CHRIS BONNOR. Wealthy parents flock to public schools

Nov 23, 2017

The results of the 2016 census are continuing to roll out. This time it is the turn of school education to grab the headlines, most recently with Fairfax telling us that wealthy families are turning away from elite private schools.

This trend has been building for some time but it probably hides as much as it reveals.

At one level it is hardly surprising. For some time now we have known that the results coming out of schools largely reflect which students walk in through the front gate each day. This is well illustrated whatever the achievement measure: it’s a few years since Bernie Shepherd and published such findings in relation to NAPLAN and the HSC. There is always a time lag but presumably parents are increasingly asking what they are actually getting for the fees they pay.

On a national level the fee amounts can hardly be called an investment. In fact Australia over-spends $5 billion each year on schools where there is no measurable achievement gain compared with the government school down the road. About $3 billion comes from the taxpayer, the rest from the parents – many of whom seem to be having second thoughts.

Of course some people still see it as an investment and private school peak groups mumble worn clichés about the facilities, quality programs and educating the whole child – the implication of the latter being that public schools don’t.

In recent years Independent schools have stretched statistical credibility to the limits to say something about the trends – but it gets harder and harder. This time around, Michelle Green, longtime chief executive of Independent Schools Victoria tells us that the figures challenge the myth that Independent schools are the sole preserve of the wealthy.

But the figures say nothing at all about the family income breakdown of the enrolment of Independent schools. They simply show that many wealthy parents, as has always been the case, send their children to public schools.

According to the media report Michelle Green also said “In fact more than half of the students at Independent schools are from low and middle income families.” Some certainly are: the equity trophy schools for the Independent sector are the more recent smaller ones, often in remote regions. Many do a great job and enrol some of the strugglers, but such schools are the exception, not the rule.

The reality is, as My School attests, that in just about every community in which they are located, Independent schools enrol a more advantaged segment of the student population than do any other local schools. In fact I’ll cheerfully give a dollar for every Independent school that Michelle can name where this is not the case. Sure, student educational advantage measures on My School are not the same as family income measures, but they are a very good proxy. There are 1132 Independent schools in Australia. The bet might cost me $10 or $20. It would be worth any cent!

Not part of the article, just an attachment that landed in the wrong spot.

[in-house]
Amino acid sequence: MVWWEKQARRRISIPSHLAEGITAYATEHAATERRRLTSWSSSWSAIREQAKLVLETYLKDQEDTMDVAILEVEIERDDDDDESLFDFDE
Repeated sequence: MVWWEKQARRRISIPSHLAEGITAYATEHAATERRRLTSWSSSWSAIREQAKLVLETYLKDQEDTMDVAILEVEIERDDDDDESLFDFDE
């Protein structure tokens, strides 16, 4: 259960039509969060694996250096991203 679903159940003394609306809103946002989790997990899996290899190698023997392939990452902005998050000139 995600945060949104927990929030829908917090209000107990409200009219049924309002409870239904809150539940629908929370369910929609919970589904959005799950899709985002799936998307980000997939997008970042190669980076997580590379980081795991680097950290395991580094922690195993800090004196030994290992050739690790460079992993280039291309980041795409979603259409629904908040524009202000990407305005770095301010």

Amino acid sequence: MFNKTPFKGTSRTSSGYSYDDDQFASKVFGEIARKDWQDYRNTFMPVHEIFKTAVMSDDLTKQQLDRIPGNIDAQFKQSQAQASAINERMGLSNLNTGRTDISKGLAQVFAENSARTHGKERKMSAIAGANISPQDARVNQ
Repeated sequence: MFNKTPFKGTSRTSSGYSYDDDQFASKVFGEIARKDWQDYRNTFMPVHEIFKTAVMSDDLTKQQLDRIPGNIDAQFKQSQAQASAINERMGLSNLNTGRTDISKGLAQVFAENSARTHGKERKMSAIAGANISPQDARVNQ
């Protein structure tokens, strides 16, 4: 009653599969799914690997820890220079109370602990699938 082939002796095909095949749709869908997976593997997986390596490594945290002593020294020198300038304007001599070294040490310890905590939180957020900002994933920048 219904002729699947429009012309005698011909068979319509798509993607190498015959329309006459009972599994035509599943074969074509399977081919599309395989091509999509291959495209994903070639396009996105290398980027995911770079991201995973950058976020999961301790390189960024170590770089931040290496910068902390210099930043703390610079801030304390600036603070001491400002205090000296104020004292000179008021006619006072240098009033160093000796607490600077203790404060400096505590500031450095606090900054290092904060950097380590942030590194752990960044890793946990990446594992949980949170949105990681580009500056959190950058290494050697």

The media report itself recycled a few myths, saying that the (shifting enrolment) pattern “is set to heap pressure on already-stretched state public school systems”. But the public funding of private schools is now so high that the “pressure” created by reversing enrolment trends may not be that great. Earlier this year I did an analysis of Goulburn’s schools (where state aid began) to discover that there would be a small saving if all the Catholic kids in town flocked (as they did for a few weeks in 1962) to the public schools. Perhaps Catholic school authorities might keep this in mind as they ramp up their threats to close schools.

In the meantime of course the Fairfax revelations about the apparent school choices of the wealthy might excite the Centre for Independent Studies to resume its campaign to make wealthy public school parents pay high fees. They trot this out every few years; it’s their little blow for equity (gosh, everyone’s doing it!).

I should put money on that happening this week as well. Of course it always falls over as people gently remind them that public schools are for everyone, places where kids learn side-by-side. And anyway, parents already pay through our mainly progressive taxation system.

Finally, and getting back to the Fairfax revelation, any movement of wealthy parents from one sector to another is just a niche part of the movement of students between schools. Again we have demonstrated that there is a nationwide student commute towards schools with a higher socio-educational enrolment, regardless of sector. It is making our school framework quite unworkable and costing the nation as the strugglers – increasingly in a class of their own – find it harder and the students who change schools do little better.

But that problem is too hard to resolve so we essentially don’t bother. It’s much more fun fantasizing – one way or another – about elites.

Chris Bonnor is a Fellow of the Centre for Policy Development.   


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